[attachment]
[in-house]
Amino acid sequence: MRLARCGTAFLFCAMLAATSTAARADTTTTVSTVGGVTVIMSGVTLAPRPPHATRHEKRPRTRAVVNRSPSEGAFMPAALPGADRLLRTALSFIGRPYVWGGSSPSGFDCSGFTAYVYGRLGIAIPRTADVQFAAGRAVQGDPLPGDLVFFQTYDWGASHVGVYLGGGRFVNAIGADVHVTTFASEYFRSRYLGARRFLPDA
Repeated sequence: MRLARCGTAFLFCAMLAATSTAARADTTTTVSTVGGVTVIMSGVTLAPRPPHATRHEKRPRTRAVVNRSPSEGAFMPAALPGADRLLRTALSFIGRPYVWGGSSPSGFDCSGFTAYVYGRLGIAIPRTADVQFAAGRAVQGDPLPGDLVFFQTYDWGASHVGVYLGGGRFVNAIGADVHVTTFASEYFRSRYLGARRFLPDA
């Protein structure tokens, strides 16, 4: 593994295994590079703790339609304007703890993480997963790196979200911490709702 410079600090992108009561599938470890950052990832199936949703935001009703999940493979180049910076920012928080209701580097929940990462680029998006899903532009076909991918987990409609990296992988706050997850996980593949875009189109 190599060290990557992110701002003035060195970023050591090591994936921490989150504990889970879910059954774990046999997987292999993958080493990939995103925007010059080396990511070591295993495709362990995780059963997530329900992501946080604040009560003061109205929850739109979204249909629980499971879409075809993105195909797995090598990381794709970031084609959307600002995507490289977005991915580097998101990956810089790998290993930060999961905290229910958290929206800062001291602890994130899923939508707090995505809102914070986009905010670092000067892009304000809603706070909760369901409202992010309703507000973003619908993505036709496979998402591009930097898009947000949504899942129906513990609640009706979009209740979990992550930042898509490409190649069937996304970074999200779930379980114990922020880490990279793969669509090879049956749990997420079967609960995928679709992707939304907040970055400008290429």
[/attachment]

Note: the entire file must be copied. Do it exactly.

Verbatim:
[in-house]
Amino acid sequence: MRLARCGTAFLFCAMLAATSTAARADTTTTVSTVGGVTVIMSGVTLAPRPPHATRHEKRPRTRAVVNRSPSEGAFMPAALPGADRLLRTALSFIGRPYVWGGSSPSGFDCSGFTAYVYGRLGIAIPRTADVQFAAGRAVQGDPLPGDLVFFQTYDWGASHVGVYLGGGRFVNAIGADVHVTTFASEYFRSRYLGARRFLPDA
Repeated sequence: MRLARCGTAFLFCAMLAATSTAARADTTTTVSTVGGVTVIMSGVTLAPRPPHATRHEKRPRTRAVVNRSPSEGAFMPAALPGADRLLRTALSFIGRPYVWGGSSPSGFDCSGFTAYVYGRLGIAIPRTADVQFAAGRAVQGDPLPGDLVFFQTYDWGASHVGVYLGGGRFVNAIGADVHVTTFASEYFRSRYLGARRFLPDA
């Protein structure tokens, strides 16, 4: 593994295994590079703790339609304007703890993480997963790196979200911490709702 410079600090992108009561599938470890950052990832199936949703935001009703999940493979180049910076920012928080209701580097929940990462680029998006899903532009076909991918987990409609990296992988706050997850996980593949875009189109 190599060290990557992110701002003035060195970023050591090591994936921490989150504990889970879910059954774990046999997987292999993958080493990939995103925007010059080396990511070591295993495709362990995780059963997530329900992501946080604040009560003061109205929850739109979204249909629980499971879409075809993105195909797995090598990381794709970031084609959307600002995507490289977005991915580097998101990956810089790998290993930060999961905290229910958290929206800062001291602890994130899923939508707090995505809102914070986009905010670092000067892009304000809603706070909760369901409202992010309703507000973003619908993505036709496979998402591009930097898009947000949504899942129906513990609640009706979009209740979990992550930042898509490409190649069937996304970074999200779930379980114990922020880490990279793969669509090879049956749990997420079967609960995928679709992707939304907040970055400008290429």